It is time to be honest about our problems.

The tragic reality is that this fatally flawed, but widely accepted, economic school of thought called Keynesianism has made our country more socialist than capitalist. While the private sector in the last ten years has experienced a roller coaster of booms and busts and ended up, nominally, about where we started in 2000, government has been steadily growing, because Keynesians told politicians they could get away with a tax, spend and inflate policy. They even encouraged it! But we cannot survive much longer if government is our only growth industry...

but if we continue to listen to Keynesians in the next decade instead of those who tell us the truth, zero will start to look pretty good. The end result of destroying the currency is the wiping out of the middle class. Preventing that from happening should be our top economic priority.

read the entire essay

Monday, January 4, 2010

Ben Bernanke's Speech

“When historical relationships are taken into account, it is difficult to ascribe the house price bubble either to monetary policy or to the broader macroeconomic environment.”
-Chairman Ben S. Bernanke, Federal Reserve

read the entire speech

Barry Ritholtz responds:

An honest assessment of the crisis’ causation (and timeline) would look something like the following:

1. Ultra low interest rates led to a scramble for yield by fund managers;

2. Not coincidentally, there was a massive push into subprime lending by unregulated NONBANKS who existed solely to sell these mortgages to securitizers;

3. Since they were writing mortgages for resale (and held them only briefly) these non-bank lenders collapsed their lending standards; this allowed them to write many more mortgages;

4. These poorly underwritten loans — essentially junk paper — was sold to Wall Street for securitization in huge numbers.

5. Massive ratings fraud of these securities by Fitch, Moody’s and S&P led to a rating of this junk as TripleAAA.

6. That investment grade rating of junk paper allowed those scrambling bond managers (see #1) to purchase higher yield paper that they would not otherwise have been able to.

7. Increased leverage of investment houses allowed a huge securitization manufacturing process; Some iBanks also purchased this paper in enormous numbers;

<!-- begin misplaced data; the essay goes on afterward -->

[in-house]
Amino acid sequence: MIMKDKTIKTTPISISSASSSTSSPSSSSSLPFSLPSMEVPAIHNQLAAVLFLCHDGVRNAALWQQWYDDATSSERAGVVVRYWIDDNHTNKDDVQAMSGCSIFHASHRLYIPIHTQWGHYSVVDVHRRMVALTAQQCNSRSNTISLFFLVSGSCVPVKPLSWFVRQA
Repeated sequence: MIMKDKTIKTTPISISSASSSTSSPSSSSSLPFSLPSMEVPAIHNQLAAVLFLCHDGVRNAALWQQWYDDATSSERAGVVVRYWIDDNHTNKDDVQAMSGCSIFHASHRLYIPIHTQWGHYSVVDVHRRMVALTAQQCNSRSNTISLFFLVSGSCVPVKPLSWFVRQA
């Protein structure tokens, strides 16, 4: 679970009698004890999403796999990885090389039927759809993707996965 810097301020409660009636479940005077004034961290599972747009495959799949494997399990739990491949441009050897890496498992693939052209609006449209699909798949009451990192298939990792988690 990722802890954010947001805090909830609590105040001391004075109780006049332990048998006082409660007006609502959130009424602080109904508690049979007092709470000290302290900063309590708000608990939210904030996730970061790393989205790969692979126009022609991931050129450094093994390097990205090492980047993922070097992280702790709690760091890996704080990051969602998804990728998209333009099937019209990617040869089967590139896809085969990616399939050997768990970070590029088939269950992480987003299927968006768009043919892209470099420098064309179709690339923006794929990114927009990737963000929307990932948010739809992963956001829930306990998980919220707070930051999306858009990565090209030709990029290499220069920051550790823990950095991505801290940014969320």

8. More leverage took place in the shadow derivatives market. That allowed firms like AIG to write $3 trillion in derivative exposure, much of it in mortgage and credit related areas.

9. Compensation packages in the financial sector were asymmetrical, where employees had huge upside but shareholders (and eventually taxpayers) had huge downside. This (logically) led to increasingly aggressive and risky activity.

10. Once home prices began to fall, all of the above fell apart.

It became readily clear to me once I dug into the data, legislative history, market activities, etc, that there was no one single factor that caused the collapse. Rather, an honest reading of events was that there were many, many failures occurring in a very specific order that contributed to what occurred.


The Lost Decade

Sunday, January 3, 2010

Mark Thornton on the Economy

It would seem that under "normal" conditions that most of the economic crisis would have been over by now and that prospects for the future would be brightening. However, the world wide stimulus and bailouts have significantly slowed and distorted the normal correction process and may have set us up for the possibility of more stock market volatility and crashes, foreclosures, and unemployment in 2010.

If you take all the reporting about the economy and you delete everyone but those who actually study the real workings of the economy, rather than just statistics and government reports, the common themes are that government programs have failed to address the problems of the real economy and that things are actually getting worse, not better.


Saturday, January 2, 2010

Who is to Blame fo the FY 2009 Deficit?

Some Republicans, for instance, complain that Obama tripled the budget deficit in his first year. This assertion is understandable, since the deficit jumped from about $450 billion in 2008 to $1.4 trillion in 2009. As this chart illustrates, with the Bush years in green, it appears as if Obama's policies have led to an explosion of debt. But there is one rather important detail that makes a big difference. The chart is based on the assumption that the current administration should be blamed for the 2009 fiscal year.

While this might make sense to a casual observer, it is largely untrue. The 2009 fiscal year began Oct. 1, 2008, nearly four months before Obama took office. The budget for the entire fiscal year was largely set in place while President Bush was in the White House.

So if we update the chart to show the Bush fiscal years in green, we can see that Obama is mostly right in claiming that he inherited a mess.

Friday, January 1, 2010

Stock Market: Good Year, Bad Decade

For the year:

Dow 18%
S&P500 23.5%
Nasdaq Comp 44%

For the Decade:

Dow -8.34%
S&P500 -0.9%
Nasdaq Comp -44.2%

“It’s been a decade of delusion,” said Richard Tedlow, professor of business administration of Harvard Business School in Cambridge, Massachusetts. “In many ways, we’re worse off than the 1930s, we’ve created problems of moral hazard and we’re faced with an astounding public debt.”

source and source and source

Cartoon: Mission Accomplished